Written by Rafał Mańko.
The annual rule of law reports, launched by the Commission in September 2020, are a new addition to the European institutions’ rule of law toolbox. The exercise can be described as a monitoring tool, as it collects data on the state of the rule of law in each of the 27 EU Member States but without drawing legal conclusions or giving specific recommendations. The second rule of law report was published in July 2021 and the third is expected in 2022, with the annual exercise becoming a permanent mechanism.
The methodology adopted by the Commission provides for reporting on four subject areas in all 27 Member States: (i) justice systems; (ii) the anti-corruption framework; (iii) media pluralism; and (iv) other institutional issues related to checks and balances. This methodology underlines the close involvement of Member States in the preparation of the annual reports and their follow-up.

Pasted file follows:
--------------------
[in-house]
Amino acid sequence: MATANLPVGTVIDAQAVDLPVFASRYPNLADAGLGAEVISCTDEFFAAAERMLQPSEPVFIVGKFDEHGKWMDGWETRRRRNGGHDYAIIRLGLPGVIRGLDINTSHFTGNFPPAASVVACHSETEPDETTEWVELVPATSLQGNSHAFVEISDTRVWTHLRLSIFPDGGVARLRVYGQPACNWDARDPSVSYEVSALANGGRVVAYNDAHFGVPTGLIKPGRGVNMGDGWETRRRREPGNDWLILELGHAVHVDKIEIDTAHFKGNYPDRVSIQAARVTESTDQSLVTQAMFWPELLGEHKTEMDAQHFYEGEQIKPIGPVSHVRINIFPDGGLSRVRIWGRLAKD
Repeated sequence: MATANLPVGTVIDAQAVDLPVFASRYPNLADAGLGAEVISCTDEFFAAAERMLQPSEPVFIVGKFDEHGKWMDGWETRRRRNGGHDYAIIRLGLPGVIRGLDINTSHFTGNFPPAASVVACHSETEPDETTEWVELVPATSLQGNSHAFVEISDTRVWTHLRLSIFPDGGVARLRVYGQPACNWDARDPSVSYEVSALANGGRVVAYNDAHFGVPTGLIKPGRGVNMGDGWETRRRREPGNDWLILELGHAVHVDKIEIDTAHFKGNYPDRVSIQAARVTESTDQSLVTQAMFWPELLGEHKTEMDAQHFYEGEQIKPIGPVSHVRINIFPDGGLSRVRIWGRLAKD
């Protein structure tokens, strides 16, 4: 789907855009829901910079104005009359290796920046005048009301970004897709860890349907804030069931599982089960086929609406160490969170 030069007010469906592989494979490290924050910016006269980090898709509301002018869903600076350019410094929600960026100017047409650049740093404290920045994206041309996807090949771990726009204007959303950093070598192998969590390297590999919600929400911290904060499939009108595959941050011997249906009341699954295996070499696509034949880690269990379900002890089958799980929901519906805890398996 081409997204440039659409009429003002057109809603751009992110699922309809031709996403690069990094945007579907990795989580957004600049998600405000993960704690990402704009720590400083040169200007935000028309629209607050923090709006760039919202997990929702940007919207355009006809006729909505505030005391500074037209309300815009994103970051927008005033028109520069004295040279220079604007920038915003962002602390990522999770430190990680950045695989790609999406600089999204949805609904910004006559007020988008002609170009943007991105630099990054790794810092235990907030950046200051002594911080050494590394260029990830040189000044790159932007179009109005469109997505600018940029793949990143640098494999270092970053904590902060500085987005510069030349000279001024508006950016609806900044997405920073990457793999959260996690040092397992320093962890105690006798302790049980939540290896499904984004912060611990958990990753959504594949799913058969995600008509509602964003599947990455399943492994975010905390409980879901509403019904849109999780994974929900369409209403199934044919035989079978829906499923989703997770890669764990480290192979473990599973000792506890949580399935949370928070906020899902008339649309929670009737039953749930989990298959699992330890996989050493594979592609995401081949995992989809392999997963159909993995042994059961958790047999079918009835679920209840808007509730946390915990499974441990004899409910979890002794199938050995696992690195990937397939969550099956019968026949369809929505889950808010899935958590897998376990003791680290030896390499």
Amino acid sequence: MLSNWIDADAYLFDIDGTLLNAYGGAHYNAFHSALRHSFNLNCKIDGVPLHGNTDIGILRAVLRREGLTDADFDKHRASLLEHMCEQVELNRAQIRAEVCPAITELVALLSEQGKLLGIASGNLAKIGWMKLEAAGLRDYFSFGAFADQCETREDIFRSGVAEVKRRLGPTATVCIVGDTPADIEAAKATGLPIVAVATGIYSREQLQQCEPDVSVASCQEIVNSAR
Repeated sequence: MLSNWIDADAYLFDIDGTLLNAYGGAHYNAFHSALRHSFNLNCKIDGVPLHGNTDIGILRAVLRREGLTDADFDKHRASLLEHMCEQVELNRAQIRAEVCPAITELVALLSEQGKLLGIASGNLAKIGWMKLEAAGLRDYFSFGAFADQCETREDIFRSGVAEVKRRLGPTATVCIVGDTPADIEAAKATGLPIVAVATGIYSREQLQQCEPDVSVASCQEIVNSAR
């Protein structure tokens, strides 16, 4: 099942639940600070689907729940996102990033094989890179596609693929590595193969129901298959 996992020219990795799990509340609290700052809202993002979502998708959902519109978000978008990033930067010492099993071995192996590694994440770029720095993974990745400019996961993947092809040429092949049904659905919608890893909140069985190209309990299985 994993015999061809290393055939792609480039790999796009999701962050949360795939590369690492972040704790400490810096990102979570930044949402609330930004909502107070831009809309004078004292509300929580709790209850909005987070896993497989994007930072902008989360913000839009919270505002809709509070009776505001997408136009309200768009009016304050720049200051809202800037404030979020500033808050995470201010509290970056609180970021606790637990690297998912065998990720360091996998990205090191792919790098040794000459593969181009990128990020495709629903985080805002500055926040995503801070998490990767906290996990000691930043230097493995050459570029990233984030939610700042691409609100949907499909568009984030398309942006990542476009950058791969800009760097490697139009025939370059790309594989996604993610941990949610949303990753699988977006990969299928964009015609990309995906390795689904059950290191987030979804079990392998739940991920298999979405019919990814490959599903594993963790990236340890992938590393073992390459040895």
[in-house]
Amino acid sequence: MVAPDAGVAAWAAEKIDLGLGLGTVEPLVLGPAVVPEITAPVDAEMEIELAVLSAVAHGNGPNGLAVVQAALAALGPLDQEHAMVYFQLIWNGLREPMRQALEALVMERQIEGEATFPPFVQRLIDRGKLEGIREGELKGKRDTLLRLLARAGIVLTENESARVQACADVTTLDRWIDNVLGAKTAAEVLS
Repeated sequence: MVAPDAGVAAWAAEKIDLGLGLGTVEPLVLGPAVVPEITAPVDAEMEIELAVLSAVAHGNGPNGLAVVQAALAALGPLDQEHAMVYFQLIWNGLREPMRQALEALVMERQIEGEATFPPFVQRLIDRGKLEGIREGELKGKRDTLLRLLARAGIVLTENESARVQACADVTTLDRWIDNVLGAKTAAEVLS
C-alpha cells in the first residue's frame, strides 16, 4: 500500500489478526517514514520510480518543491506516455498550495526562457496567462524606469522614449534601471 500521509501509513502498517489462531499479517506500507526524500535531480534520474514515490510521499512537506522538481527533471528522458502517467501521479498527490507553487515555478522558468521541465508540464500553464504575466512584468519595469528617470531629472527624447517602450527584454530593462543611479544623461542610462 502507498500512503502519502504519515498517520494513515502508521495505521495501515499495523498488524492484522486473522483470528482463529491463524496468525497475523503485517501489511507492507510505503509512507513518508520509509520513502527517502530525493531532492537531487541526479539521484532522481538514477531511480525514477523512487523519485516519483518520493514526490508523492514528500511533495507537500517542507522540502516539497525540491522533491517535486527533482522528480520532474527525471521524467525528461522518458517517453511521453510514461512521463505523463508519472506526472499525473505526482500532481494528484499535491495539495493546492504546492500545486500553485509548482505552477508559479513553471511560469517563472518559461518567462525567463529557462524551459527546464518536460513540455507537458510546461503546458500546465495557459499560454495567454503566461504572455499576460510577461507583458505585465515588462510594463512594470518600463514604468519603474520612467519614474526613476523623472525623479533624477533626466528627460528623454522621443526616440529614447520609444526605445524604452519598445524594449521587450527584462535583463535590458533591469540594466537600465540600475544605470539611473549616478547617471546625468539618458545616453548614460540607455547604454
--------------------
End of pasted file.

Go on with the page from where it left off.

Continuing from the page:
The Member States are involved throughout the process by way of: (i) a network of contact persons on the rule of law that meets regularly with the Commission; (ii) contact persons providing written contributions to the report; (iii) dialogue between the Commission and Member States through the network of contact persons, the group of contact persons on national justice systems, the national contact points on corruption, and bilaterally at political and technical level; (iv) country visits; and (v) the opportunity for each Member State to comment on the part of the report concerning them.
The reports have met with some criticism from academics, who draw attention to the purely descriptive, rather than prescriptive nature of the reports and the lack of concrete follow-up.
Read the complete briefing on ‘The European Commission’s annual rule of law reports: A new monitoring tool‘ in the Think Tank pages of the European Parliament.